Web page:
The ISIS Daishwilayahs in the forests of South India
New Delhi, Sep 17: The National Investigation Agency which is probing several cases relating to the Islamic State. In its latest chargesheet the NIA has spoken about the ISIS trying to set up modules inside the forests in South India.
During the course of the investigations, the NIA learnt that these operatives were in the process of setting up an ISIS Daishwilayah or province inside the jungles of Kerala, Tamil Nadu, Andhra Pradesh and Karnataka. When it was unraveled in 2020, the NIA said that this was the first of its kind plot.
The case arose following the arrest of a few persons who had conspired at Salem and Chennai who had fraudulently activated SIM cards by using multiple identity documents of various persons without their knowledge and consent.
The NIA in its chargesheet said that there were 20 members part of this module, which was headed by Mehboob Pasha, a Bengaluru based operative and Khaja Moideen from Cuddalore in Tamil Nadu.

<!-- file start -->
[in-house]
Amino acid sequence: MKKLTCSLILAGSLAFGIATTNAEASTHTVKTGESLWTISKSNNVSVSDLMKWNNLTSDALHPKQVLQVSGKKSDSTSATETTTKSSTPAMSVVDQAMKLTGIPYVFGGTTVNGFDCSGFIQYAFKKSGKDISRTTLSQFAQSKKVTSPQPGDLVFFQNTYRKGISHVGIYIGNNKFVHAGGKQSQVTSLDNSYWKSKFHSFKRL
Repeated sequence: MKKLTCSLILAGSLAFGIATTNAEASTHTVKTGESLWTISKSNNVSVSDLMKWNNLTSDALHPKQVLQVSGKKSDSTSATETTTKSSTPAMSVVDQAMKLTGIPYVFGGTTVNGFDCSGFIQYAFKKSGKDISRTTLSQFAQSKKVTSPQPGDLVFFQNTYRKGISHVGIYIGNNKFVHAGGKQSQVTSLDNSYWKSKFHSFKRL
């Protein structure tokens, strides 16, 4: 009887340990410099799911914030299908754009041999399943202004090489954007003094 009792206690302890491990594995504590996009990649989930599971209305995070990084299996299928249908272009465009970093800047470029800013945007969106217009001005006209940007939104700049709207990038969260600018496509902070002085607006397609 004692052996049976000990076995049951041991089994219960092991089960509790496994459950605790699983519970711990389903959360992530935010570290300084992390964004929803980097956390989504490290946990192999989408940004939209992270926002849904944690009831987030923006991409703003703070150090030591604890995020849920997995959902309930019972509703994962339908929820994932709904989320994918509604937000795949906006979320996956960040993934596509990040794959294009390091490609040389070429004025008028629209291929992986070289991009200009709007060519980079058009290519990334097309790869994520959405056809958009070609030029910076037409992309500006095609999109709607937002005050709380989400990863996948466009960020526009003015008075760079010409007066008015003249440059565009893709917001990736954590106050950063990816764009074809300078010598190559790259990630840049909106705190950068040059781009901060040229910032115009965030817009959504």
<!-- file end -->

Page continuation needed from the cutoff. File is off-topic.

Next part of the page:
They had planned on visiting Shivanasamudra in Karnataka and identify a place in the jungle where training could be imparted. Before they were busted by the NIA, they had already procured tents, bows, arrows, boots, arms, ammunition, sleeping bags, ropes and ladders. They had also procured a large quantity of firecrackers to extract explosive content and make IEDs, the NIA chargesheet read.
Further the NIA also learnt that they had scouted for similar hideouts in Ratnagiri, Maharashtra, Kolar, Kodagu (Karnataka), Burdwan, Siliguri (West Bengal) and Chittor in Andhra Pradesh. They wanted to set up ISIS provinces in these jungles and then launch systematic attacks with the primary intention of killing Hindu leaders, government officials, police officers and political leaders, the NIA said.